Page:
On Celebrity Eclipse cruise ship for Bilbao rescue
By Jo Palmer
BBC Radio Solent reporter on board Celebrity Eclipse
Celebrity Eclipse arrived in Southampton on Tuesday
No passengers enjoying their breakfast, no sunbathers and no swimmers having an early morning dip in the pool.
Standing on the 13th deck of this huge new luxury cruise ship - Celebrity Eclipse - as it cuts silently through the waters of the English Channel, there is an eerie silence on board.
This brand new £500m ship has put its inauguration celebrations on hold to travel to Spain on a unique and unprecedented rescue mission.
Our destination is Bilbao to pick up more than 2,000 package tourists who have had their holidays elongated by the shutdown of European airspace following the Icelandic volcano eruption.
The cruise ship's facilities are unused until it reaches Spain
In the bright morning sunshine, we make a steady 22 knots past the Channel Islands.
Ironically the vapour trails in the sky, which have appeared as airspace opened, illustrate exactly why we are here.
Celebrity Eclipse was due to have official, and very spectacular, launch events this week.
The ship only arrived in Southampton on Tuesday morning but a quick decision was made to postpone a mini-cruise for travel industry and media, and head to Spain. It was clear that many of the guests had been caught up in the ash chaos anyway.
Dan Hanrahan, president of Celebrity Cruises said: "A party at this time didn't seem right - we had to help out."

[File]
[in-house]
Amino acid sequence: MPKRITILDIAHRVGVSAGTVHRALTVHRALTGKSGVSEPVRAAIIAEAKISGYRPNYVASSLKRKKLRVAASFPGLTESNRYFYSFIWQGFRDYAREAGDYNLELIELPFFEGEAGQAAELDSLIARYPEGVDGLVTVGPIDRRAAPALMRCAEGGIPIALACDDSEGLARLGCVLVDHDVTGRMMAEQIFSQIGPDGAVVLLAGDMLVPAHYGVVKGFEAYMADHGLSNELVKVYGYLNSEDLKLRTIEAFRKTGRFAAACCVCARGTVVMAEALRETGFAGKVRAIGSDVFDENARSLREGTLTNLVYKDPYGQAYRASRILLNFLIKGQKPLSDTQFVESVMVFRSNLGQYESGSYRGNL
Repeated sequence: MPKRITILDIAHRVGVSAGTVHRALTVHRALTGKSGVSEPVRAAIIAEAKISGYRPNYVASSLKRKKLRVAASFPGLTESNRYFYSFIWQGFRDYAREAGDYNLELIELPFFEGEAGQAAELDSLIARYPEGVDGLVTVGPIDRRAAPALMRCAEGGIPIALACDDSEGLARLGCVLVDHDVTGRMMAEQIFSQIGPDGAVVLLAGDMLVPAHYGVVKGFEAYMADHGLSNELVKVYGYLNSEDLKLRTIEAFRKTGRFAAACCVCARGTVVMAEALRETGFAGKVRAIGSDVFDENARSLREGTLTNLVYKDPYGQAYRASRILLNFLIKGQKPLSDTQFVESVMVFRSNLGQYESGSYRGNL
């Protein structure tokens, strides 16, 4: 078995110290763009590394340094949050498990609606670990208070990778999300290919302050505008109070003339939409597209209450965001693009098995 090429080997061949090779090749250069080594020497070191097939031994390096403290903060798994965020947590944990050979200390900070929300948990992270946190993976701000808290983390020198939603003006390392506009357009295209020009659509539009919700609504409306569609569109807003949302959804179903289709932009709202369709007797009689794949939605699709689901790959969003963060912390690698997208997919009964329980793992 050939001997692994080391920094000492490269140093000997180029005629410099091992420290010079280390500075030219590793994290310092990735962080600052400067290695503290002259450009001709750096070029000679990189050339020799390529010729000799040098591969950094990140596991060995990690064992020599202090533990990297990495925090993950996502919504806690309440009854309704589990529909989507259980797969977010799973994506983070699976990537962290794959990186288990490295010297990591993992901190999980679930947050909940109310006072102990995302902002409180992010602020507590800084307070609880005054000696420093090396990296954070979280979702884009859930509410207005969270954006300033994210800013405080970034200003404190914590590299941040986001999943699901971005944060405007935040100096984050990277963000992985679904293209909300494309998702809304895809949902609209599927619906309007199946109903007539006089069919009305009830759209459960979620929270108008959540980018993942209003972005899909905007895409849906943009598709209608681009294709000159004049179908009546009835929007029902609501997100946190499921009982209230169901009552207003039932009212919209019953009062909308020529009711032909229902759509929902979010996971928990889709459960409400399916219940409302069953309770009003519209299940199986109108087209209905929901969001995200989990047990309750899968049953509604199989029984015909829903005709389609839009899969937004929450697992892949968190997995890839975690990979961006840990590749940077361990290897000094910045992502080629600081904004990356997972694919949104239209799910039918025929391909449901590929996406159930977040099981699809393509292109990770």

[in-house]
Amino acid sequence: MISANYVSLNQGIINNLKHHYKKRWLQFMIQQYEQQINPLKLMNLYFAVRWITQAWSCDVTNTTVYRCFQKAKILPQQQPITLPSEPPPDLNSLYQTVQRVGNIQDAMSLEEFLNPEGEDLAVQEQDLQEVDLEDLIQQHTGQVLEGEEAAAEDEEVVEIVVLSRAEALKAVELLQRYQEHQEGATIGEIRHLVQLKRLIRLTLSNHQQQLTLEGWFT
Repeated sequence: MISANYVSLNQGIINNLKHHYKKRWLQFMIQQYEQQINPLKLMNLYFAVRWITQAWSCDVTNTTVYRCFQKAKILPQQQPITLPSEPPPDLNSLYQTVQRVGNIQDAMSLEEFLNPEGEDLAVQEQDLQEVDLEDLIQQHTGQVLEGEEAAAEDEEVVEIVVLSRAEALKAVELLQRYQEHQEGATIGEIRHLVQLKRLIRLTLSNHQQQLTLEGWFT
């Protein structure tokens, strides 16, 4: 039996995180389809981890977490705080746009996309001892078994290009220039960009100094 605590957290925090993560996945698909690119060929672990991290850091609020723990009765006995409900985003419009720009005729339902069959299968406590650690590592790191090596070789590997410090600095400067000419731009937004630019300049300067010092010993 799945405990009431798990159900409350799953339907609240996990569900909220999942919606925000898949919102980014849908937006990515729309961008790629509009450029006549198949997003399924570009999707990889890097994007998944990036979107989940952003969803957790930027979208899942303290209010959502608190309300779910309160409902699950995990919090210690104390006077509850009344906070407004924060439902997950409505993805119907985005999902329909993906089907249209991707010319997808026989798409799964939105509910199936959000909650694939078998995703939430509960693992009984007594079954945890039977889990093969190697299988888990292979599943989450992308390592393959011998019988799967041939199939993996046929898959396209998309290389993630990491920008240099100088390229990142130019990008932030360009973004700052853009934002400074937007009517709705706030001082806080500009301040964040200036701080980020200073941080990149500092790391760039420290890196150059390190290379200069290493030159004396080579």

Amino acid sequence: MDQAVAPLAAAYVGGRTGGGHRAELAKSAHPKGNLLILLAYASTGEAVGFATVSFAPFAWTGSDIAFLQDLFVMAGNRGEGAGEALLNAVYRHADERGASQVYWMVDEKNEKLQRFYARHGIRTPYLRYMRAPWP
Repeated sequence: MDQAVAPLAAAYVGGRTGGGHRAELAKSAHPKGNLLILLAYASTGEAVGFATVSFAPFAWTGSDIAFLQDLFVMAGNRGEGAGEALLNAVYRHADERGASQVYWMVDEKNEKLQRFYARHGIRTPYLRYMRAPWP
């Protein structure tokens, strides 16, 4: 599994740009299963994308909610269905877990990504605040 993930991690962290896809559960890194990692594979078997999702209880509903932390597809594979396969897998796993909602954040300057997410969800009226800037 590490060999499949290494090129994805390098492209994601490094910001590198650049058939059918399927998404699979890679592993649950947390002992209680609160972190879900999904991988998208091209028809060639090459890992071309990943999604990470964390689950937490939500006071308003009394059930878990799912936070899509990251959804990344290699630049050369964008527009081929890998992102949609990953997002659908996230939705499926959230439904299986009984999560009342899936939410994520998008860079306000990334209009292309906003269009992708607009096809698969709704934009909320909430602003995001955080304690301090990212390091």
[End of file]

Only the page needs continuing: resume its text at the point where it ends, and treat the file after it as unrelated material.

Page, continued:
Spanish students make the trip home
The only people on board, apart from the hundreds of waiting staff with next to no-one to serve, are some Spanish people who had been stranded in Britain - including 50 teenagers who had been on a school exchange.
After a week of uncertainty and delays, their relief was palpable. Their teacher said: "I've been telling them how lucky we've been - it's incredible."
"It's not the usual way home - we are travelling like princesses," said another woman hitching a luxury ride home, "It's a big adventure" said another.
The crew prepare for an influx of rescued tourists
This is not a 'turn up and go' option for anyone stuck in Spain. The 2,500 spaces have already been allocated to customers of three package tour companies - Thomson, Co-operative Group and Thomas Cook.
Some of the holiday makers have been flown to Spain from as far afield as Mexico and Dubai when northern European airspace was closed.
The ship will be focussed on picking up families. Parents with children, who obviously would not want to be split up, are less likely to get odd seats available together on flights back to the UK.
The staff of this 'ghost ship' are looking forward to having passengers - albeit not their expected guests for their first cruise which has turned out to be very different and unexpected.
There will be a quick two hour turnaround when we arrive in Spain, and our return journey should get underway late on Friday morning.
No-one quite knows what to expect and what the journey back will be like - and what stories those passengers will have to tell.
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